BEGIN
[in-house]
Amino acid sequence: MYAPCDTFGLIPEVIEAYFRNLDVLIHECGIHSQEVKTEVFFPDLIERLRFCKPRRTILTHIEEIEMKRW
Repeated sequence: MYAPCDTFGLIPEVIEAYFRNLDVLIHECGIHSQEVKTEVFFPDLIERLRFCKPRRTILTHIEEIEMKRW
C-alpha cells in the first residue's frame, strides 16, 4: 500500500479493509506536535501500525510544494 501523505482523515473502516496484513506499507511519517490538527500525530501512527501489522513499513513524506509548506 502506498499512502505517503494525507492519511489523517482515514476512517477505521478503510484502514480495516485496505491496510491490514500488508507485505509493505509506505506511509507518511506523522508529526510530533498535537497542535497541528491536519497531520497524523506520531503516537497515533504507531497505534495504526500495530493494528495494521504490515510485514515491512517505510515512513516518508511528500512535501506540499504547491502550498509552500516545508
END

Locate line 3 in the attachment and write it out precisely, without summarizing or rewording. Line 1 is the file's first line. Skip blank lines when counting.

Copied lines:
Repeated sequence: MYAPCDTFGLIPEVIEAYFRNLDVLIHECGIHSQEVKTEVFFPDLIERLRFCKPRRTILTHIEEIEMKRW